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Political Freedom and Civic Engagement

Did you know?

  • It is estimated that at least 15% of young people who are eligible to enrol to vote have not done so (AEC, 2011)
  • 1% of all Australians report active participation in a political party (ABS, 2007b)
  • About one-in-two students feel they lack the knowledge to understand the issues, the policies of political parties, to make a decision about voting, and in general to vote (AEC, 2011)
  • Almost two-out-of-three students think that the act of voting is boring, and slightly more than 50% think it is a hassle (AEC, 2011)
  • Young people aged 12–25 years from diverse backgrounds – Indigenous, culturally and linguistically diverse, low socio-economic status, living with a disability, and in out-of-home care – are not widely involved in decision-making processes, despite official support (Commonwealth of Australia, 2009)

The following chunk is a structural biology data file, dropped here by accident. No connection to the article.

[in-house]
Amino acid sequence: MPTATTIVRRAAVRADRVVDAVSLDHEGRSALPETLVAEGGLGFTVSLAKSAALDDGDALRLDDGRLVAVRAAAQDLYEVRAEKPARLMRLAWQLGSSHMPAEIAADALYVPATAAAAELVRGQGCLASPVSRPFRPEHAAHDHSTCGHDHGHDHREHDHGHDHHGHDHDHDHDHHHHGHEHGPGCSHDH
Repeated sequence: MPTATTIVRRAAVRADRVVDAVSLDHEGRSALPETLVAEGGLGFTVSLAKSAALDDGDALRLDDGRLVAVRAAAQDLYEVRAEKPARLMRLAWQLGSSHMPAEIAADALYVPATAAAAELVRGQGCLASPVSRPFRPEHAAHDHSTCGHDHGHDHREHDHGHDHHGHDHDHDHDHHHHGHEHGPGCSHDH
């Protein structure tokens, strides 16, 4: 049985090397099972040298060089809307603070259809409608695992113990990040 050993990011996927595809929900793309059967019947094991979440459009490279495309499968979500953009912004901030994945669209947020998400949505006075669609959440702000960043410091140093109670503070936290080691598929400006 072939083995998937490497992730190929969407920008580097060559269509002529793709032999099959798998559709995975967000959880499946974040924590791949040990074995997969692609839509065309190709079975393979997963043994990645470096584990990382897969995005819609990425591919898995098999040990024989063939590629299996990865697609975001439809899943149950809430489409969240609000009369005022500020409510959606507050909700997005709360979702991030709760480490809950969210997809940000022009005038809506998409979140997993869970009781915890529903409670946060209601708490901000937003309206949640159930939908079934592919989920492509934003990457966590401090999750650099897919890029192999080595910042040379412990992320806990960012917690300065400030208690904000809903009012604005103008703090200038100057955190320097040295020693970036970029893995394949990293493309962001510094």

• Young people care about the same things as adults but rank issues slightly differently.  The "What Matters to Australians" survey tested for differences and found young people were more likely to be concerned about:  minority rights, societal social wellbeing, worker/employment rights, and equality of opportunity (Devinney et al, 2012). Global problems appear to be of equal concern to young people and adults. (Foundation for Young Australians, 2014)


The opportunity to freely participate in all aspects of society is important to any well-functioning democracy. The way young people engage in political issues whether at a local, state, federal or international level is changing and while not as many are officially involved in political parties, there is a growing number participating in a range of civil society institutions, non-governmental organisations, online advocacy groups and social channels.

If Political Freedom and Civic Engagement concerns you, go cast your vote for it to be the 'Matter of Public Importance' to be debated in Parliamentary Chambers across Australia throughout 2015!